Thanks to the magic of interweb research, I can pinpoint my discovery of Michael Chabon down to the exact date. When I started worked in commercial radio in the mid-nineteen-nineties, one of the little oddities I discovered was the presence of television sets in the broadcast booths. I think the theory was that on air personnel would have access to the local television stations or even the cable news networks in the event of major events, but in practice it just allowed the DJs to watch TV instead of having to actually listen to, say, Weezer’s “Buddy Holly” for the third time in a six hour shift. The device was an especially welcome distraction for those, like me, who were typically manning the microphone during the overnight hours when the rest of the building was empty and the phones were painfully quiet.
One of the shows I watched with some regularity on those lonely nights was The Late Late Show with Tom Snyder, the program created by David Letterman’s Worldwide Pants to follow-up his own talk show on CBS. The whole show had a deeply appealing unassuming quality that was grounded in nearly bygone principles of broadcasting. Snyder talked about “colortinis” and urged viewers to “watch the pictures as they fly through the air” and generally behaved with such a disengagement from any attempts at polish and cool that even guests occasionally mocked the aesthetic of genial looseness. Snyder was always more of a conversationalist than an interviewer, which often led him to book people who he found interesting, even if they weren’t typically the sort to be given an extended platform on network television. That included authors, and so it was that on the evening of July 8, 1995 Snyder welcomed Chabon onto the program to discuss his newly published novel, Wonder Boys. The only thing I remember about the interview was that I was fascinated by the things Chabon was sharing about his new work. In a happy bit of kismet, I found a copy of the novel at Half Price Books in Madison a couple of weeks later, snapping it up immediately.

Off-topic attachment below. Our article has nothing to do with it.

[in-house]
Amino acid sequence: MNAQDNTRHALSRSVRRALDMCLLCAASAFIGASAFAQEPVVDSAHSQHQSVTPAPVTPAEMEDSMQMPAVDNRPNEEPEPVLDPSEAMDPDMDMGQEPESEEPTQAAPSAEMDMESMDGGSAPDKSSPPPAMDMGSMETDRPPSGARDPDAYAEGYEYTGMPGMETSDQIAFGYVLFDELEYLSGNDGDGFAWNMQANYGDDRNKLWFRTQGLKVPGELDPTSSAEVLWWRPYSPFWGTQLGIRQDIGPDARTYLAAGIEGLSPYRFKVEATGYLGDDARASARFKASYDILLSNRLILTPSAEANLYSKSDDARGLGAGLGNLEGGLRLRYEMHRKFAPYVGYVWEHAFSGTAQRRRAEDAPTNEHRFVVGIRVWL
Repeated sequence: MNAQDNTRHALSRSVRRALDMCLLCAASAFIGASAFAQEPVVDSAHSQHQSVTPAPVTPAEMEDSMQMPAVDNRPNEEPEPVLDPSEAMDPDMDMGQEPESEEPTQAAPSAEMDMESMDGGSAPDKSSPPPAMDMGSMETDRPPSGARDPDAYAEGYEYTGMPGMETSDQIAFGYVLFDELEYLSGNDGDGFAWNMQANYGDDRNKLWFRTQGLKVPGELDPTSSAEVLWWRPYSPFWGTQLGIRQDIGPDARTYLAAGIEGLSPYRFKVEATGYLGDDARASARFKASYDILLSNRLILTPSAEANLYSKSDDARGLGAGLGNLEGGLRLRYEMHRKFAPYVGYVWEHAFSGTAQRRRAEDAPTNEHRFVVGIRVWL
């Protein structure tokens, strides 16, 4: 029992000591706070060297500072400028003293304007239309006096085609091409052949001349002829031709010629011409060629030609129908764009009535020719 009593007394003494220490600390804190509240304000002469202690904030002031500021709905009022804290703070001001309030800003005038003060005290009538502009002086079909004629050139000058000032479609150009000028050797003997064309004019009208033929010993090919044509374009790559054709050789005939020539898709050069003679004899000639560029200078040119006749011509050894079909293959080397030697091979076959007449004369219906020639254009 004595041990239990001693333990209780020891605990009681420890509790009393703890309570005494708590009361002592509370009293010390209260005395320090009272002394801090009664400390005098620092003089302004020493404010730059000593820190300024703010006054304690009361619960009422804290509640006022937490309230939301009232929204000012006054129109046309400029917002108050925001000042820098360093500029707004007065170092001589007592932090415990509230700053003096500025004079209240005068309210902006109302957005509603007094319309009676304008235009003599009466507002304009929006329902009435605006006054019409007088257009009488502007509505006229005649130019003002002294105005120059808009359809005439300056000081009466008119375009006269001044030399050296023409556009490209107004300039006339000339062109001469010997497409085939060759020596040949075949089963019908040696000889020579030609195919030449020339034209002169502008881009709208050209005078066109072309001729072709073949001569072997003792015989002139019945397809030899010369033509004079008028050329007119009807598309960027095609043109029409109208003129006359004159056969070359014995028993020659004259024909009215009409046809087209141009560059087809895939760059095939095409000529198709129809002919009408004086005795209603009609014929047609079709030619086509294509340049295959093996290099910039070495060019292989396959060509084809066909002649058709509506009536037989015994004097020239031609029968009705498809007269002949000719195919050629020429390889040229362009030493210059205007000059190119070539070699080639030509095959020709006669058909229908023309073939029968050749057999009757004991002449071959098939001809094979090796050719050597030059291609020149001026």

The book told the story of Grady Tripp, a college professor who is deep into the process of writing the follow-up to his acclaimed novel that had been published years and years earlier, the incalculable burden of matching the quality of the earlier work pushing the new effort past the 2000 page mark with no end in sight. Grady’s various stresses come together all at once, triggered initially by the departure of his wife, but incorporating a gloomy student, a dead dog, an extramarital affair that takes on a special level of import and a tuba that is so vividly present as a part of the narrative that it nearly becomes a full-fledged character (at one point, Grady turns around, “half-expecting to see the tuba” had followed him, and it seems a totally reasonable suspicion to have). The book is sharp, clever, extremely funny and brimming with that most elusive of qualities, a fiercely intelligent voice.
I was already committed to Chabon after reading Wonder Boys, but his next novel, published five years later, could have tapped out specifically to lock me in as a devotee forever. I acquired The Amazing Adventures of Kavalier and Clay from the old Canterbury Booksellers in Madison in a transaction that also included Margaret Atwood’s The Blind Assassin (what I referred to earlier as “the single greatest bookstore purchase I’ve ever made”). Besides being a beautifully written, weighty, evocative epic of American life through the bustling middle of the twentieth century, it also happens to be about comic book creators, tickling the geekiest part of my inner being, which has been ruthlessly exposed in this space. In particular, I was enthralled at all the ways that Chabon incorporated spectral remnants of classic Marvel Comics creators such as Jack Kirby and Jim Steranko into the creativity of Joe Kavalier, the inspired artist who lends his name to the book’s title and co-creates the Escapist, the legendary Golden Age comic book character within the story. Wonderfully, Chabon won that year’s Pulitzer Prize for Fiction for the book and forever consigned himself to the role of respectable interview subject for any and all subsequent documentaries about comic books and their creators. To his credit, he is apparently indefatigable in discussing the topic.
Perhaps set askew somewhat by his own great success, Chabon has been an intriguingly restless writer in the years since Kavalier and Clay, trying on lean, abstract short stories, ruminative essays, some potentially misguided screenwriting gigs, young adult fiction and even his own version of a Sherlock Holmes tale. He even worked with McSweeney’s to share shards of his fabled aborted novel Fountain City, the struggles with which helped to inspire the creative dilemma of Grady Tripp, a process of literary self-flagellation that he said was for “failure enthusiasts and fans of ruination all around the world.” Even when some of these publishing efforts fail to live up to the loftier levels he’s established as within his capability, his willingness to let his writing be shaped by the wanderlust of his mind carries its own reward. And he really can put together casually potent imagery and tremendous turns of phrase like few others.